8th Grade Resources
Here are all 8th grade resources. Click on the navigation to see resources designed for specific strands.
(8th grade....probably. Not explicitly covered in Indiana CCR Standards) An Open Middle-style approach to Converse to the Pythagorean Theorem. Drag the digits to the boxes to create three side lengths, then examine the angles that are created. Attempt to create acute, obtuse, and even right (yes...it is possible) triangles.
Designed to connect the distance formula to the Pythagorean Theorem. Start by guessing the distance between two points on the coordinate plane. Then click on "Help" as more information is slowly added.
Adjust the line(s) with sliders, either in slope-intercept (y=mx+b) or standard (Ax+By=C) form (or both). Use this to develop understanding of how the parameters affect the graph of the line, or to examine the relationship between the two forms of the line.
A random function (or "rule") is generated based on the sliders. Send the numbers through the machine to figure out what the rule is. Click on the boxes to see the rule in equation or word form. Alternatively, show the rule then predict the outputs before sending the number through.
This uses a graphing approach to solving a linear equation in one variable with 0, 1, or infinitely many solutions. The goal is for students to notice patterns in the relationship between coefficients/constants in each expression.
Here's what I was picturing: Everyone in the class writes down an equation. Collect several to put on the board, then click "More info." As information is slowly revealed about the line, which equations are still viable? How could we revise those that aren't?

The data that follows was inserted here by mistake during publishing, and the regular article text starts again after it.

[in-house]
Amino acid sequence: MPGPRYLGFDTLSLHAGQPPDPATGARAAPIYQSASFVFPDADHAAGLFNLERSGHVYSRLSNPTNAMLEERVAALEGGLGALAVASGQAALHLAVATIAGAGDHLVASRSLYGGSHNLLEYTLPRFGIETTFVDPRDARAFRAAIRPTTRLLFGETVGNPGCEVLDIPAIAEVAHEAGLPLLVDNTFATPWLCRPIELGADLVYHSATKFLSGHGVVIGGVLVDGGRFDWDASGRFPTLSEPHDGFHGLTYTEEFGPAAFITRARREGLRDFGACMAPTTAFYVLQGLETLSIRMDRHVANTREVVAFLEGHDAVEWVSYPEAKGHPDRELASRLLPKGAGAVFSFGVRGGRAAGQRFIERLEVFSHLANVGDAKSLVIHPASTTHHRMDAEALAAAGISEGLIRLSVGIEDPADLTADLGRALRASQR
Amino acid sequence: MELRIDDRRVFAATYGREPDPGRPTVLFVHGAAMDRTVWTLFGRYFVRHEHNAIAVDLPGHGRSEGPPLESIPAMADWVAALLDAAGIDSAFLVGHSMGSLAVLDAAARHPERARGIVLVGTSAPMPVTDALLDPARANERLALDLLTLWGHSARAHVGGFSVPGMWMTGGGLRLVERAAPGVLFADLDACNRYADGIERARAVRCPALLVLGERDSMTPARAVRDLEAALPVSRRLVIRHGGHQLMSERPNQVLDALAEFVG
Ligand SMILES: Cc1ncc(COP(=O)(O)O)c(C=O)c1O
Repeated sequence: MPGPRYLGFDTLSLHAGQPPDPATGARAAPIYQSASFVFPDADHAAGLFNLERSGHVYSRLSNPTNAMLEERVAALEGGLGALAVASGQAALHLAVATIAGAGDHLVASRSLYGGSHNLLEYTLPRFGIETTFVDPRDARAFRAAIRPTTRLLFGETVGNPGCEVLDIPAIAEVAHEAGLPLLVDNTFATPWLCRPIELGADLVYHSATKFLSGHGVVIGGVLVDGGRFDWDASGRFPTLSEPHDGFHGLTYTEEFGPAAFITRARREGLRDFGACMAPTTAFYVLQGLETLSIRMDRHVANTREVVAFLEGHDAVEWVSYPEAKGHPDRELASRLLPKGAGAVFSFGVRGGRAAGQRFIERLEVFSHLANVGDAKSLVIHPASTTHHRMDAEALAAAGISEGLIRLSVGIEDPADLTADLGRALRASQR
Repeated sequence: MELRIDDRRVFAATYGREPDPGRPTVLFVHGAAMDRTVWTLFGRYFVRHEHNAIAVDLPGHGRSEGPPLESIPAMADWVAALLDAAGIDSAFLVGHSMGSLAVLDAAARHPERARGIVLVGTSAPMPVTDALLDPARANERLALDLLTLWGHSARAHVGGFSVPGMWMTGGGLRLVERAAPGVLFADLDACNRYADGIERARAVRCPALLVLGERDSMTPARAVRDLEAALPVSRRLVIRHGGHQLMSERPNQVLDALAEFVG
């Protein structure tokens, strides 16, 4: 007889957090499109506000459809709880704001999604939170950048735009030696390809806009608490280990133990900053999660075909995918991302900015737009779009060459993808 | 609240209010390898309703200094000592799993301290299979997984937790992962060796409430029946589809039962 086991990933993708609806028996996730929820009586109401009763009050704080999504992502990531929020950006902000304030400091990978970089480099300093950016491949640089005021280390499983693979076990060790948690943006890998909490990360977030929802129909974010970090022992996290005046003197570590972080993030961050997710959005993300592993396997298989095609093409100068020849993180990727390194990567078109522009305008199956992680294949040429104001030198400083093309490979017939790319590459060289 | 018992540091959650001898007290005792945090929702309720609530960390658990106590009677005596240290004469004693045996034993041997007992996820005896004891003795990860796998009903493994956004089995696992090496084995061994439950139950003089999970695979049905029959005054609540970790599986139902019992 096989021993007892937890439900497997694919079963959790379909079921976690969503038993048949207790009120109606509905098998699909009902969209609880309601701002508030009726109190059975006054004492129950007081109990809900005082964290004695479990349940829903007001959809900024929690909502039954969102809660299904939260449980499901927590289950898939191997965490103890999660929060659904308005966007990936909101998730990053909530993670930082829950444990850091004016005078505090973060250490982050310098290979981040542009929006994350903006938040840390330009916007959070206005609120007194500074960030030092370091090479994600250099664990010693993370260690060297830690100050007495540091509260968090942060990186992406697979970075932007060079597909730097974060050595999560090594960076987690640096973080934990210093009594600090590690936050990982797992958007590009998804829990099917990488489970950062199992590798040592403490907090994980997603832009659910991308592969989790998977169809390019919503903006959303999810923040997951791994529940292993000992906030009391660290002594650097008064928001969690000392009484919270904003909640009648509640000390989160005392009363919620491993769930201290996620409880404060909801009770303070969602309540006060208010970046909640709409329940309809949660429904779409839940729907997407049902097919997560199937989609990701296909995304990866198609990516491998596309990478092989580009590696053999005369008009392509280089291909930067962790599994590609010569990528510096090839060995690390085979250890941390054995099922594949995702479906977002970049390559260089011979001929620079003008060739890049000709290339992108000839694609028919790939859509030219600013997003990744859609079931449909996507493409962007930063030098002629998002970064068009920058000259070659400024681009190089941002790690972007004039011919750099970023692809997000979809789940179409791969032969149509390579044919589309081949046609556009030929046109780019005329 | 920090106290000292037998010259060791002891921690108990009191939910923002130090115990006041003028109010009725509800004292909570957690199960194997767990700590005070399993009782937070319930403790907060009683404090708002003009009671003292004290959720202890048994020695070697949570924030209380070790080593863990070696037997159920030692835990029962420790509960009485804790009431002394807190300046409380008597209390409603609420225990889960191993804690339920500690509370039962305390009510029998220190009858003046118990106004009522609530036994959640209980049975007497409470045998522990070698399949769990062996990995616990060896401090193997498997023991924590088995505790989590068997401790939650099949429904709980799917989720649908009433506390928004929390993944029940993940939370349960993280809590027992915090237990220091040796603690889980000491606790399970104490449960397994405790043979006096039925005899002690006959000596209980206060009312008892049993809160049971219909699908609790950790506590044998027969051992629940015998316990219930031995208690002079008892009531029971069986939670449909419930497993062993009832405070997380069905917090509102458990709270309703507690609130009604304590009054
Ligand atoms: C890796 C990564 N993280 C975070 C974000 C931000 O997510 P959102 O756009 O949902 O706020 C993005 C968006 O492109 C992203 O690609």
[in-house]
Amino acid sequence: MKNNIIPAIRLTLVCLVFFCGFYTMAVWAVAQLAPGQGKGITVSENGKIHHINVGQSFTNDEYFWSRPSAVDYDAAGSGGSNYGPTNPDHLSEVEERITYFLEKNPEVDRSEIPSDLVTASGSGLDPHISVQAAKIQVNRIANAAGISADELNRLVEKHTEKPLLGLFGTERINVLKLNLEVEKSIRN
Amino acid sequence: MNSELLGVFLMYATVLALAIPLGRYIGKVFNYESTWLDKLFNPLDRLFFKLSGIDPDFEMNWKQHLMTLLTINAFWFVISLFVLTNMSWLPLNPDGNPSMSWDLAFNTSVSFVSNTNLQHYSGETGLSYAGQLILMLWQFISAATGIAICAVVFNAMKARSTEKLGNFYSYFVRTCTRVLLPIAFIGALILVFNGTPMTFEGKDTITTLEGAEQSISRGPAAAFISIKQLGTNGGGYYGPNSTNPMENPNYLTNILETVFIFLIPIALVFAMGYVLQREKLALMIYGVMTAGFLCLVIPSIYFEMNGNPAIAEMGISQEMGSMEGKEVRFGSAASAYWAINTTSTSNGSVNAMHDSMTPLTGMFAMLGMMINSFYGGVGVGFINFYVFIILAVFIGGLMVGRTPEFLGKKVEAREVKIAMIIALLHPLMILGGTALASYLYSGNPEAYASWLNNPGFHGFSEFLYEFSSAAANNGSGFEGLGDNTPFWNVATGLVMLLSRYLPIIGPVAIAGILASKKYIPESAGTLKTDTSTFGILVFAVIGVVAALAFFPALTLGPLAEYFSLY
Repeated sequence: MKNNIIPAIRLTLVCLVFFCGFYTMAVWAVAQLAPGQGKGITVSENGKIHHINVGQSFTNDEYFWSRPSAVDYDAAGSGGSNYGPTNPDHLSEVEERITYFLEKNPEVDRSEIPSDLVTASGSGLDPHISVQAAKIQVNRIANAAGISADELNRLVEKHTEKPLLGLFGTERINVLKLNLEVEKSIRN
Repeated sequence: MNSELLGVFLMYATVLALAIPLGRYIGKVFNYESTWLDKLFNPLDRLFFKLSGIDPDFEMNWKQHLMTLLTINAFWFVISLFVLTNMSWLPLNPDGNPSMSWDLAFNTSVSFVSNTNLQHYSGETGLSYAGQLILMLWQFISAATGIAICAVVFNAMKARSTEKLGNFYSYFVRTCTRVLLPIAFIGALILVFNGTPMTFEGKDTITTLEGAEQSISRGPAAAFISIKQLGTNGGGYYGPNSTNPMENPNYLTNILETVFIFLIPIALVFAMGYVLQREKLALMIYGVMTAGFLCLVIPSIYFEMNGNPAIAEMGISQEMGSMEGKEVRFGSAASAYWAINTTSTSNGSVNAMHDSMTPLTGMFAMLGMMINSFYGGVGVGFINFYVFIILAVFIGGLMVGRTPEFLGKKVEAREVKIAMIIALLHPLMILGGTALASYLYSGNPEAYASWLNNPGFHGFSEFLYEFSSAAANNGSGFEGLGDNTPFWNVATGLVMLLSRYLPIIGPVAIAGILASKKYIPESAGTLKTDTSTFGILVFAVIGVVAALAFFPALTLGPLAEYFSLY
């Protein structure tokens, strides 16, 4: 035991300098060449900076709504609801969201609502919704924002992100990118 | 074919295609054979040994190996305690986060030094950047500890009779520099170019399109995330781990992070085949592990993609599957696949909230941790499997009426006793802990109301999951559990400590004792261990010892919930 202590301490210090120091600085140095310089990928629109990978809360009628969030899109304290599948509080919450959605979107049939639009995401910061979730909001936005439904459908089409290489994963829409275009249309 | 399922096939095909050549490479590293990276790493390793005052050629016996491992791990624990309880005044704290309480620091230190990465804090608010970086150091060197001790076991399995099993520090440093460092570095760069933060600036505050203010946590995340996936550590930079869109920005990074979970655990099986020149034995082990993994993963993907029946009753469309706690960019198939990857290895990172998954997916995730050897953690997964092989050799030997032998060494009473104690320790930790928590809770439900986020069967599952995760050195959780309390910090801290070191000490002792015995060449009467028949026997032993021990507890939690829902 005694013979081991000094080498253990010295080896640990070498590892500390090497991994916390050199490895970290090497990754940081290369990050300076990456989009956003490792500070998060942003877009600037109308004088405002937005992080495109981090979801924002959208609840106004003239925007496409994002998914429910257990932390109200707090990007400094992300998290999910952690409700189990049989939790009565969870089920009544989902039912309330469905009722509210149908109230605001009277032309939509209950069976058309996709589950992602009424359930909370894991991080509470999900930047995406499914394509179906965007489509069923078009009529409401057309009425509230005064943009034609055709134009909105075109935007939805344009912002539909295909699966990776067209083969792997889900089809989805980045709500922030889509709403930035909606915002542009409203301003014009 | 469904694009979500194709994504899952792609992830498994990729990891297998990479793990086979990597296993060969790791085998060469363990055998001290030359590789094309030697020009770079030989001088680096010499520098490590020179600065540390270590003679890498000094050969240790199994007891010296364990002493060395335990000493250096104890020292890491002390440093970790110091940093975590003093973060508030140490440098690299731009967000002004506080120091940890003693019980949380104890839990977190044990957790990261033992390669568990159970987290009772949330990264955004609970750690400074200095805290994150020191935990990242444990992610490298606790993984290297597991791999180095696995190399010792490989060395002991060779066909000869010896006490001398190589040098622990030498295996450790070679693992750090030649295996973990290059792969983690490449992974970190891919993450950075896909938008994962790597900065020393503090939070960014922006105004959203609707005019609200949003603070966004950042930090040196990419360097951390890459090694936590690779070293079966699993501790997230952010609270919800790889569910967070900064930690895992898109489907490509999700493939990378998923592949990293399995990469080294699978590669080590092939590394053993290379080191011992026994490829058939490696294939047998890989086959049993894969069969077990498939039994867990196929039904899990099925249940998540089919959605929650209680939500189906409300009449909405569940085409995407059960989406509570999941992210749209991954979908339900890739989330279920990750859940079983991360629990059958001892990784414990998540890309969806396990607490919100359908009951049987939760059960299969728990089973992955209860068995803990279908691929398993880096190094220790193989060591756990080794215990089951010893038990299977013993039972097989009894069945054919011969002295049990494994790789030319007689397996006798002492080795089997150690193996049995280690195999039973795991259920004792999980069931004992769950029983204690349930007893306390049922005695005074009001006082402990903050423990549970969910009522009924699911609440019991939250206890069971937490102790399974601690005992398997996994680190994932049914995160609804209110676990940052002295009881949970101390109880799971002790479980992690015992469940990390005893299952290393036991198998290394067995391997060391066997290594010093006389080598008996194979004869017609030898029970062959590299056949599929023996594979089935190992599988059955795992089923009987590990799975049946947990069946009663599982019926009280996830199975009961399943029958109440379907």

This activity is meant to develop flexible, creative thinking about numbers and operations. Your goal is to move a from a starting number to a target number, but there are many ways to do this! Adjust the sliders to control the bounds of the numbers involved.
A random line is generated and displayed. Guess the slope, then refine that guess as more information is provided. The final step is to see how the slope is calculated by selecting points on the line.
This activity is meant to give students a more concrete understanding of the steps involved in solving a linear equation of the form ax + b = c (where a, b, c can be any numbers - positive or negative). After you enter your equation, use the properties of equality to solve it, and you'll see the resulting action on the number line. Click "Show solution" at any point in the process.